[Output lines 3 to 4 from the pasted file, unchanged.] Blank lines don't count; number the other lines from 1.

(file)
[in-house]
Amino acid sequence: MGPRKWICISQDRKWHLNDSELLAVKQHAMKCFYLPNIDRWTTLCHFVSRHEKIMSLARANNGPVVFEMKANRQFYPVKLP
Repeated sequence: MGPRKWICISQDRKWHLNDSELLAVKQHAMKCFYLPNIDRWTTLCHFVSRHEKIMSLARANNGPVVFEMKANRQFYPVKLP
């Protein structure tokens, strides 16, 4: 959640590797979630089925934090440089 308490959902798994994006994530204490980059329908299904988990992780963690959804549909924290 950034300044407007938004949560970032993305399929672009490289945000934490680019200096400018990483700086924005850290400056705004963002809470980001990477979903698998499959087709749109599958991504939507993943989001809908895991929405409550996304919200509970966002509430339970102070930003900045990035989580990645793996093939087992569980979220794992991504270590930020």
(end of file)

Repeated sequence: MGPRKWICISQDRKWHLNDSELLAVKQHAMKCFYLPNIDRWTTLCHFVSRHEKIMSLARANNGPVVFEMKANRQFYPVKLP
């Protein structure tokens, strides 16, 4: 959640590797979630089925934090440089 308490959902798994994006994530204490980059329908299904988990992780963690959804549909924290 950034300044407007938004949560970032993305399929672009490289945000934490680019200096400018990483700086924005850290400056705004963002809470980001990477979903698998499959087709749109599958991504939507993943989001809908895991929405409550996304919200509970966002509430339970102070930003900045990035989580990645793996093939087992569980979220794992991504270590930020």